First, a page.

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The day after my son’s fantastic graduation party in New York I was a little beside myself. Really now, it’s a big deal to graduate a kid from college these days. One major life hurdle is cleared!

But oddly I felt out of sorts the next day.

When I was ten and then twelve and then fourteen I watched my three older siblings go off to college and never return. My eldest brother got involved in a cult and failed out of school and then roamed nomadically for a while. Then my oldest sister went to school and we rarely saw her again because she didn’t come home and Mom and Dad didn’t take us to visit. My next sister went to college too but in no time decided to stick out her thumb and hitchhike across country to as far away as she could get. It had become every man for himself, and I remember thinking someone should have warned me that families cease to exist once the kids go off to college. I actually thought this was normal!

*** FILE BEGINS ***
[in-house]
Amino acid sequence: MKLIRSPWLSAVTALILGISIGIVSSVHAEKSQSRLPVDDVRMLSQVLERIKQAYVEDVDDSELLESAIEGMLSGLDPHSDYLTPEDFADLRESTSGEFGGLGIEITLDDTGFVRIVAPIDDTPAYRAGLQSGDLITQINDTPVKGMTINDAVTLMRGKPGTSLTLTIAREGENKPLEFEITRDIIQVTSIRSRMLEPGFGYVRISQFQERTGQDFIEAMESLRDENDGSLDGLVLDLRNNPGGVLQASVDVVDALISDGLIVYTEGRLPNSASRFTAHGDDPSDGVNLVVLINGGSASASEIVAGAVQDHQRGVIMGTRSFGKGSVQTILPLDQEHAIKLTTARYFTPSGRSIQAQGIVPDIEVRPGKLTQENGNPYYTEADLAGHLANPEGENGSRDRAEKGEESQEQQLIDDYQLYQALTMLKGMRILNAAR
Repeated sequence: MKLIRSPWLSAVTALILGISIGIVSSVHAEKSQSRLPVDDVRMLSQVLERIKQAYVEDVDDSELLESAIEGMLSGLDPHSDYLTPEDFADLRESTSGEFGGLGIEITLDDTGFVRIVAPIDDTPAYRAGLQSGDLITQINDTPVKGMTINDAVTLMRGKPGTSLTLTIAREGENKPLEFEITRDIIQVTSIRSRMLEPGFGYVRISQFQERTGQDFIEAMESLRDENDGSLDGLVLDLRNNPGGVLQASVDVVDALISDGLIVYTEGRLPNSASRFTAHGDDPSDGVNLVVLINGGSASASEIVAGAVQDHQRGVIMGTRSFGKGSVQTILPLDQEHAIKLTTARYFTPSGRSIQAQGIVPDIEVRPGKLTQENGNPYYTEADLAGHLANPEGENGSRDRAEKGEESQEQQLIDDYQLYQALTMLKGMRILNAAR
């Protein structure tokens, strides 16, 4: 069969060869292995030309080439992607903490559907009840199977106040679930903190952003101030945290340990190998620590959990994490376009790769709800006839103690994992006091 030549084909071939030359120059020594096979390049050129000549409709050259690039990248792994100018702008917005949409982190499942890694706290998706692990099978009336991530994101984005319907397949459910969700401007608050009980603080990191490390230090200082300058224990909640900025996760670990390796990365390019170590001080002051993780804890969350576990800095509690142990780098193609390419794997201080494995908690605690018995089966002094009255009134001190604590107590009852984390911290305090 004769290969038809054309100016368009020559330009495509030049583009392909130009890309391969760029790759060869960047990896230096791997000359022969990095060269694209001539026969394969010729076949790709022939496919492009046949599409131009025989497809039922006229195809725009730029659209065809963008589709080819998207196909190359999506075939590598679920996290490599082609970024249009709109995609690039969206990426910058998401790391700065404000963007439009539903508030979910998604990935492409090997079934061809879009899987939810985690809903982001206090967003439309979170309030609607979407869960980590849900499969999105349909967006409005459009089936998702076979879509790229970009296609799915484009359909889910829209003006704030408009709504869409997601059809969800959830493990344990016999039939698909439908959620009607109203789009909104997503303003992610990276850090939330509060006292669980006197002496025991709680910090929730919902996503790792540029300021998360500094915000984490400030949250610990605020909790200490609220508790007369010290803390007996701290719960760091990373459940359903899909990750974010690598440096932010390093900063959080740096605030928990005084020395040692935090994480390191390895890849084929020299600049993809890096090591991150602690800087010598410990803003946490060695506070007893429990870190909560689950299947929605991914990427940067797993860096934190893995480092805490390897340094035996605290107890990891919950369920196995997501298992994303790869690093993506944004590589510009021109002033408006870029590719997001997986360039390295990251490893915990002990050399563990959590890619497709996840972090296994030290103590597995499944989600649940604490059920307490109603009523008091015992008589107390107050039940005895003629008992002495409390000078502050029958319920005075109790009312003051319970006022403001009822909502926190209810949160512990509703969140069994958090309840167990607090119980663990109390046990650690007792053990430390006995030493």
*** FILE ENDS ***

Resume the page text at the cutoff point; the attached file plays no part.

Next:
Our nuclear family, which I see clearly now, was not too solid to begin with, broke apart and never regained its footing as an entity. We just didn’t have the strength as a family to hold ourselves together. So as each member left, ostensibly for college, the family got smaller and weaker and I grieved more.

So the day after my son’s graduation from college last week I had a sense of fear that this is what really happens, and that my son would flee from us now that he is capable of being financially independent. I had great fears that I have served my purpose, as my mother did, and that my role is over. That’s what my mother taught me, I suppose. Thankfully, seeing that idea in print helps me recognize its absurdity, but it’s hard to ignore the feelings that are right there threatening such nonsense as real. I’ve worked hard to have the family I do today, fighting against so much of what my mother taught me. But under it all these outlandish ideas spring up to threaten my happiness today and I swat them down and say, “See, we have a new life different from the one in your head. Stop it. Embrace your world as it is now.”

Celebrate. Enjoy.

I know our family will stay together and remain an entity because we’ve worked to create that life, but it’s still a scary idea for me to send my kid off into the world and hope he comes back to see me. I told him all this and asked him to show me his love more loudly so I could hear it well and shut down this fear in my head, and he said he’d be glad to.